The Organic Act of 1929 changed the way the entire agricultural marketing industry operated. The new law established the CSA as a national market and the SEED as a nationwide market. Nationality was no longer an issue when it came to the selling of agricultural products. No longer could a farmer only sell what he has grown on his land. The Act of 1929 empowered him to not only grow what he wanted to, but also sell what he wanted to sell. The newly minted SEED or Special Extension of Regulation System helped farmers understand just how the market had become and what they could do if they wanted to succeed.
The main thing that the Act of 1929 did was set a limit to the amount of surplus money that a farmer could collect from the sale of his product. This was meant to keep the prices of agricultural products down so that the profits made by the small farmers couldn’t be abused. In other words, this was to protect the consumer from paying too much for whatever it was they were buying. This was an important step forward toward establishing a level of agricultural pricing that would remain consistent no matter what the local market dictated.
The SEED required all agricultural transactions to go through the Board of Governors. This board approved all bills that made it to the market and enforced its decisions. It was created specifically to level the playing field between farmers and retailers and ensure that consumers got the best deal possible. The act ensured that the prices charged by manufacturers were fair, giving everyone an equal chance to get the goods they needed at the best prices available.
The SEED and all laws that followed allowed farmers the opportunity to set their own prices. They were able to set their own markups which helped to keep the costs of agricultural products down. This, in turn, encouraged more farmers to grow their crops. This, in turn, helped to stabilize the market and keep it open. This stabilized prices and allowed the markets to continue to operate normally. As a result, the farmer could buy products when they needed them at the right price.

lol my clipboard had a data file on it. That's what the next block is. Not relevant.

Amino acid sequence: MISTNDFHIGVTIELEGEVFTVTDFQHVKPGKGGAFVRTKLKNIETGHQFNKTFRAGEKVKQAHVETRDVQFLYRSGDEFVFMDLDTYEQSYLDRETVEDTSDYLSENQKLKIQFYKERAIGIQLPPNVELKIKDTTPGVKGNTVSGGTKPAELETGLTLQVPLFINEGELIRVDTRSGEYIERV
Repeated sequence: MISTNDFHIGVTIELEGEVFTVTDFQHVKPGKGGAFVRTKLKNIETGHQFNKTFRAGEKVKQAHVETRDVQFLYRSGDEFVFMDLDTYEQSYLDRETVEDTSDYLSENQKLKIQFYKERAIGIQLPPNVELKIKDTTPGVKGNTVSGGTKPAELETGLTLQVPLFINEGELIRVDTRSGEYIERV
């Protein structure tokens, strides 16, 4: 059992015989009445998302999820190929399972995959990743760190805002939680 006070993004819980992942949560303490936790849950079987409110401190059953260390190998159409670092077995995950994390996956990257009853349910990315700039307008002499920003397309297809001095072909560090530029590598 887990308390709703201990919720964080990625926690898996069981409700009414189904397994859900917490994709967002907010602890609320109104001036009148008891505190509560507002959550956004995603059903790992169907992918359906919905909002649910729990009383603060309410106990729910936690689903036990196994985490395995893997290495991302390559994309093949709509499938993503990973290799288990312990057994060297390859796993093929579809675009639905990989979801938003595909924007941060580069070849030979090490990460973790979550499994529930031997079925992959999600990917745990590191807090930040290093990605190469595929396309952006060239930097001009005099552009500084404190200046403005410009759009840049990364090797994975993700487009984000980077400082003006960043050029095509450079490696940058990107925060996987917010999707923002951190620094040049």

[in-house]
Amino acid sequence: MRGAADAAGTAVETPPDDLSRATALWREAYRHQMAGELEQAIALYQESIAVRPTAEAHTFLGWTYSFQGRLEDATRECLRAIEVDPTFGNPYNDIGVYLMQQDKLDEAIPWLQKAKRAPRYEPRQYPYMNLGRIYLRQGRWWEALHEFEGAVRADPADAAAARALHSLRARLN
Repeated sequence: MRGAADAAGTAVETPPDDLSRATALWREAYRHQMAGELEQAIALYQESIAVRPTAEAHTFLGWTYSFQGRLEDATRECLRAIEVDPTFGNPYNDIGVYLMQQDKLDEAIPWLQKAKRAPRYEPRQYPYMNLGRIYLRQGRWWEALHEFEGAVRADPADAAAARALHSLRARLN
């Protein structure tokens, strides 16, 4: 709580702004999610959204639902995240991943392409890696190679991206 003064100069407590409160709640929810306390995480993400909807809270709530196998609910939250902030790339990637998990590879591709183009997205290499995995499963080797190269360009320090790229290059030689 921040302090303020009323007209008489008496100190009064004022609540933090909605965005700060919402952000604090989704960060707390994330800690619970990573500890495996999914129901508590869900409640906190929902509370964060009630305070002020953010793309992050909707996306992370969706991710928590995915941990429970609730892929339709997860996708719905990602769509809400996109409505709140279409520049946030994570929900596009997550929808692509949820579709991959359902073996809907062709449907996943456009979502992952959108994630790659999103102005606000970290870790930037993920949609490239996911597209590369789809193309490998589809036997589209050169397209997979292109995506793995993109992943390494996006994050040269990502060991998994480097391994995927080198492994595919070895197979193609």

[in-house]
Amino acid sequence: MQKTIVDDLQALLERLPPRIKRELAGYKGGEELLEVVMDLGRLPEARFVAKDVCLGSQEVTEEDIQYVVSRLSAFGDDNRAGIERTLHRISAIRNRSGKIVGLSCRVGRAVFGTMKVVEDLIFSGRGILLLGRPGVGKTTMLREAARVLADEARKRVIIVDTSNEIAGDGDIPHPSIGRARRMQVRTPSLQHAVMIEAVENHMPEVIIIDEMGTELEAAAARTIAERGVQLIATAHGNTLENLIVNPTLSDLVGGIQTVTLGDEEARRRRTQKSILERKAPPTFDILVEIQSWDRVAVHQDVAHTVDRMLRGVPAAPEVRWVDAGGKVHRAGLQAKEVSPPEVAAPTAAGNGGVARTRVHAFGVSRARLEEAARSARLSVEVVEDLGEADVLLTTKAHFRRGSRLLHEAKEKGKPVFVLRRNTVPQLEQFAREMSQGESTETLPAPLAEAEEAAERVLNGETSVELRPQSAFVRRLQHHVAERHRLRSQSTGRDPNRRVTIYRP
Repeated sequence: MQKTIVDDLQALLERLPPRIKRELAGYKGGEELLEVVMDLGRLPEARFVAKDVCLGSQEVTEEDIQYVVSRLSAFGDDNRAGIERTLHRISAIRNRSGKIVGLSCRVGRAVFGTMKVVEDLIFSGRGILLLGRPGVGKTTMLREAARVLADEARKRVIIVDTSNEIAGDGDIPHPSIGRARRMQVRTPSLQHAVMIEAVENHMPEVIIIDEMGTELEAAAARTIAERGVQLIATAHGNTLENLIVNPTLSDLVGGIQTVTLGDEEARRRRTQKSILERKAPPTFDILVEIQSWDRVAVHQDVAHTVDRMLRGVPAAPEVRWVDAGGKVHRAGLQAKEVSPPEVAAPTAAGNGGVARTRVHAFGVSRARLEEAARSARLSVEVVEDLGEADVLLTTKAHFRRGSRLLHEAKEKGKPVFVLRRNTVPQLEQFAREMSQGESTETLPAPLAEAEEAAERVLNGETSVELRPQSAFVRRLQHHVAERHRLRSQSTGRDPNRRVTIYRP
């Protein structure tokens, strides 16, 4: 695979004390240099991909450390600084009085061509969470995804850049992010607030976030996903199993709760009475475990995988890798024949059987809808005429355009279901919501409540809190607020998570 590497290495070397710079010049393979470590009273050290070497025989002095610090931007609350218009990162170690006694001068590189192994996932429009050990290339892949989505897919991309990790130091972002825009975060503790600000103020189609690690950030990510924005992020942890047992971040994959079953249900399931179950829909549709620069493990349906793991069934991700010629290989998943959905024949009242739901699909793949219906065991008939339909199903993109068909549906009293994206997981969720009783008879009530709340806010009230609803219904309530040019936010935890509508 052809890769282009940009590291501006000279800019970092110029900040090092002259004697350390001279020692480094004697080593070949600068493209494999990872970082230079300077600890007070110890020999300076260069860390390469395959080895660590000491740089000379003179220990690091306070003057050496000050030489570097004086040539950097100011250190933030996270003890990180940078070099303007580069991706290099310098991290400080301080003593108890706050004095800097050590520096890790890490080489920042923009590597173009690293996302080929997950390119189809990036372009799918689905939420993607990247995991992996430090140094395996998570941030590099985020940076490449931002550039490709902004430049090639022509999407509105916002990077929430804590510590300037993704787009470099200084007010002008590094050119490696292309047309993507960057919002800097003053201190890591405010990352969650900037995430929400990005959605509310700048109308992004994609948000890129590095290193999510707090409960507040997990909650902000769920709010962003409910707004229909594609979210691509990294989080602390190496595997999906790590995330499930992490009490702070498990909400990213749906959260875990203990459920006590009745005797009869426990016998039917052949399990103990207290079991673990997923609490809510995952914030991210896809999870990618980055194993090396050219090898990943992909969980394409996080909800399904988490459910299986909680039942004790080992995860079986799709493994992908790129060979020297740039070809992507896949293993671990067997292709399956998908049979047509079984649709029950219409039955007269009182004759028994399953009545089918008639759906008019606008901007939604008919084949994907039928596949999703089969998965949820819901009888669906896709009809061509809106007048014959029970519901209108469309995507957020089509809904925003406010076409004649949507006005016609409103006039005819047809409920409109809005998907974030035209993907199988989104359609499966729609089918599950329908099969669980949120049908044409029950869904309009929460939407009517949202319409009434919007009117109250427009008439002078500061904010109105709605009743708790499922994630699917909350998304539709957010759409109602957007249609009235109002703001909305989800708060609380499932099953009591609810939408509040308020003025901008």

The Act also set a limit on how high a farmer could set his markup. The higher the markup, the less money he would receive from the buyer of his product. This was to make sure that the farmer received something from the transaction, rather than having all of his gains eaten up by the markups of other retailers. Even if he sold the same quantity of crop at home and abroad, he still would have been able to keep his prices fairly low so that the people who bought his products could afford to pay him as well.
Of course, the marketplaces never really went back to the kind of stability that the SEED and other acts had created. However, it is important to remember that even during these tough times for farmers, the SEED was an example of how the marketplace could work when the interests of all parties were protected. By working together in a common cause, the marketplaces created by the SEED and other acts worked to keep America’s food supply secure for generations to come.